Industry insiders say at the Middle East's largest technology event will remain central to the yearly IT calendar.
Gitex remains pivotal to the technology scene
Exhibiting at the Middle East's largest technology event may no longer be a must-do for IT companies doing business in the region, but industry insiders say the show will remain central to the yearly IT calendar. As Gitex Technology Week closed yesterday, some said that business was as good as they could remember, while others recalled healthier crowds and more excitement at previous events. "Gitex is still something that all tech companies need to consider participating in," said Eileen Wallis, the managing director of The Portsmouth Group, a marketing consultancy. "You can never take the market for given - the technology industry moves so quickly, companies can never afford to be complacent or stand still. You can't take the market for granted."
It is likely that every significant technology company with a presence in the Middle East was represented in some way in Dubai this week, if only by a visitor or partner company. But an increasing number are choosing not to exhibit, instead entertaining guests at separate evening functions, or running events parallel to the show for visiting executives. "There are a lot of companies who are engaging in other ways with their customers," said Ms Wallis. "It all depends on what their specific objectives are, and one of the beautiful things about Gitex is that there are so many satellite events, and companies realise that there is a large contingent of decision makers here."
Ms Wallis has 15 technology clients at The Portsmouth Group, with 10 choosing to exhibit at Gitex. Acer Computer, one of the region's largest sellers of laptop and desktop PCs, was one company - not a client of Ms Wallis - who chose not to exhibit this year. Emanuele Accola, the vice president for the firm's Europe, Middle East and Africa division, said his company's needs were better served by informal participation, meeting key clients and decision makers and leading them on tours of Acer's distribution centre in the Jebel Ali Free Zone.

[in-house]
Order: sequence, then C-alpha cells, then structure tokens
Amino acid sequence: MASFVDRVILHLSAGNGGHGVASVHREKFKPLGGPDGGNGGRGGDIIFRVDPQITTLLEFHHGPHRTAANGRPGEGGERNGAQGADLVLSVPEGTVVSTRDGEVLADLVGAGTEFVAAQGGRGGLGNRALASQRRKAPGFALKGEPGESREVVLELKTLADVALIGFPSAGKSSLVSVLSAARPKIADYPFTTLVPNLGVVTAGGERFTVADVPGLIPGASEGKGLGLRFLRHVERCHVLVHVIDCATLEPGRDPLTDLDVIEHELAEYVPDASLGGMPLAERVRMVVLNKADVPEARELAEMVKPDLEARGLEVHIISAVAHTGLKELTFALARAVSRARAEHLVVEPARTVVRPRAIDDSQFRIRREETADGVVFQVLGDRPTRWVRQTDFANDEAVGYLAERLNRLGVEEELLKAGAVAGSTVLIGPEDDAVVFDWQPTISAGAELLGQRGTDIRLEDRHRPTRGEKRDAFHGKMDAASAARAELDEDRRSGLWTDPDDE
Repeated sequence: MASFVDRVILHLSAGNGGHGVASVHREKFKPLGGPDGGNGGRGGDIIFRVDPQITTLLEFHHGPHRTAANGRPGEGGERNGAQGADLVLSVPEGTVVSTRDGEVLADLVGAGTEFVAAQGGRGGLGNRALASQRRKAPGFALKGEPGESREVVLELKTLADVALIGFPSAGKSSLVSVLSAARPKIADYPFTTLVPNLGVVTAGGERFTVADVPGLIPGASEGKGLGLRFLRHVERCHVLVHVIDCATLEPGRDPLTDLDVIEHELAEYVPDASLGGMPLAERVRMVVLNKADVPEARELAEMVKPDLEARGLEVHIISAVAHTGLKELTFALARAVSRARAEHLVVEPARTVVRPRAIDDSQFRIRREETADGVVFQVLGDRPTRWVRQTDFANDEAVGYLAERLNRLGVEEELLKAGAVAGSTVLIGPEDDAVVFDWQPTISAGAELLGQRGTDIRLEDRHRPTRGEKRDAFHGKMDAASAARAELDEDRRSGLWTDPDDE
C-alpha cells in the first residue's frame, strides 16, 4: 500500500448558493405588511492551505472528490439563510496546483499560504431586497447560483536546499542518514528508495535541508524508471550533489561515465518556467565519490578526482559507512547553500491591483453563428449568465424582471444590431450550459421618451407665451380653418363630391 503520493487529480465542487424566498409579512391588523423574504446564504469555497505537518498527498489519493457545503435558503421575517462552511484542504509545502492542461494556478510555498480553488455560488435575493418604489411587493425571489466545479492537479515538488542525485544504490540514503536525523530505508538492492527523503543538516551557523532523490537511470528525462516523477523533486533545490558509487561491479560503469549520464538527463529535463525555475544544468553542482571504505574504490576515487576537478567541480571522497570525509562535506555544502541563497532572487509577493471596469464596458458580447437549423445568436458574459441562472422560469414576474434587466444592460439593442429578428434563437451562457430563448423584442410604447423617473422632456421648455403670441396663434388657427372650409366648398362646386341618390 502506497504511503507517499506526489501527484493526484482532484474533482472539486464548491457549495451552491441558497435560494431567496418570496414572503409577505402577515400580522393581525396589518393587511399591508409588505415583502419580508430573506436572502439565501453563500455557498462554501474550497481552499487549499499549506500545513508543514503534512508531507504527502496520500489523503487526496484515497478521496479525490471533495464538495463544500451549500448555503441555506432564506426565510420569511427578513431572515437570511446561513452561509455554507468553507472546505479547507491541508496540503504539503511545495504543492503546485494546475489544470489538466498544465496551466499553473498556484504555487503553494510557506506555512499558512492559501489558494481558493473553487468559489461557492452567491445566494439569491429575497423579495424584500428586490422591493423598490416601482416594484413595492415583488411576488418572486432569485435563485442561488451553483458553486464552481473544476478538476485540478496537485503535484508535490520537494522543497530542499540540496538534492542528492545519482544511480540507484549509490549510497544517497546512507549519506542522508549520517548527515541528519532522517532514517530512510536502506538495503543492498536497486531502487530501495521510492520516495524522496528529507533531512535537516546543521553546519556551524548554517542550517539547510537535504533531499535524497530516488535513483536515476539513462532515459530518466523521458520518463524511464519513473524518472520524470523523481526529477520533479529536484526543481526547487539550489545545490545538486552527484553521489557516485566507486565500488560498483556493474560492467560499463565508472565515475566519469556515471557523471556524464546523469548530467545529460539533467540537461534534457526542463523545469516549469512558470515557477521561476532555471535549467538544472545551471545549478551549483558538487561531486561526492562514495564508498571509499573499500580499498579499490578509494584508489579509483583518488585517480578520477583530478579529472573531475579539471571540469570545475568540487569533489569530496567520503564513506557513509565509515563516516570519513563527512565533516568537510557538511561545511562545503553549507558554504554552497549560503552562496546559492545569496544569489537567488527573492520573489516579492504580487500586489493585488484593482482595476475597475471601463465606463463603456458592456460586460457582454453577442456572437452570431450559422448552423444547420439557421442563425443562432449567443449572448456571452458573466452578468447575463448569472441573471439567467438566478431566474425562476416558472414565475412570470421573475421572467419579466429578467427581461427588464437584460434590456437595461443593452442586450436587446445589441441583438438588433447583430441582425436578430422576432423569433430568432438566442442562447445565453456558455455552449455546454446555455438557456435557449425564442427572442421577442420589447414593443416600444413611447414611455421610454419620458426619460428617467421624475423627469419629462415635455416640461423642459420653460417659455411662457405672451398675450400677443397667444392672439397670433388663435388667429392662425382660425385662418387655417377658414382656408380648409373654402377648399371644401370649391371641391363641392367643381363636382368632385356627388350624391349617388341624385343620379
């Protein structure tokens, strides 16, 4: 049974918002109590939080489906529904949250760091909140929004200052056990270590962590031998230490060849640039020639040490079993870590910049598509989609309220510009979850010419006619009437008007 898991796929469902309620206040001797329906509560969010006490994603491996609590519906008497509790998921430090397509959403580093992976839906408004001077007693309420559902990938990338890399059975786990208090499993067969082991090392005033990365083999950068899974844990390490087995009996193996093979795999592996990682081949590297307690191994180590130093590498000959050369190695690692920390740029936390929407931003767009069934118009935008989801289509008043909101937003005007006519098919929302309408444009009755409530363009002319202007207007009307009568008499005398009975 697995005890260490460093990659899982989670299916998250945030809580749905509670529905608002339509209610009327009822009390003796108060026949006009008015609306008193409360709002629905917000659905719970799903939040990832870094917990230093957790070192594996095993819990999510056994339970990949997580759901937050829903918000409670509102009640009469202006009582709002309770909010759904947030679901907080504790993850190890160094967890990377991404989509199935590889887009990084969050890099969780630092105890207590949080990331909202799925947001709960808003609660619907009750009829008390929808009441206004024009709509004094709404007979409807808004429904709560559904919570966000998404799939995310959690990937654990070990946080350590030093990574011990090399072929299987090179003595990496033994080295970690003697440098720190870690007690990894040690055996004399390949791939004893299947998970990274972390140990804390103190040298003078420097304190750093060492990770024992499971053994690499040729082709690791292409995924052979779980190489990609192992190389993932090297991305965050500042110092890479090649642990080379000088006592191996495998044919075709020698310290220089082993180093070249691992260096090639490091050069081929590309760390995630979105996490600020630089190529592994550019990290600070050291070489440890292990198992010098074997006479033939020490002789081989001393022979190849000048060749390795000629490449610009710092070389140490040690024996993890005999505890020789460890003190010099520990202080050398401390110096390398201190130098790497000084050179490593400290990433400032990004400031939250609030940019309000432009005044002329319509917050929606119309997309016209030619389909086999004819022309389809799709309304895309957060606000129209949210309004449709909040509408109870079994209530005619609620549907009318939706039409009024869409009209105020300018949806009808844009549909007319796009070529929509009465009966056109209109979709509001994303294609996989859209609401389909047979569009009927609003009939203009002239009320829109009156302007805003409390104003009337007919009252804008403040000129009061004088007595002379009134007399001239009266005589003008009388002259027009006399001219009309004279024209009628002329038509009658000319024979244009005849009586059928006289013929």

"We found that this is the best approach for our requirements," he said. "We have a separate forum where we invite the people we want to meet, and the approach has been much more effective." Mr Accola was keen to emphasise that the broad appeal of Gitex remained relevant, and his company would continue to see it as a central meeting place for the industry. But public relations executives from some of the emirates' largest firms said more of their clients were choosing to participate informally rather than incurring the significant costs of exhibiting.
While floor space at Gitex is not a massive expense, the total bill for the exercise can often reach more than US$100,000 (Dh367,000) for a mid-sized exhibitor. Acer rented a floor of the Emirates Towers Hotel, just minutes away from Gitex, where the company held meetings during the day and entertained at night. "We ended up spending the same amount as we would have exhibiting," said Mr Accola, "but it is better suited to our requirements." email@example.com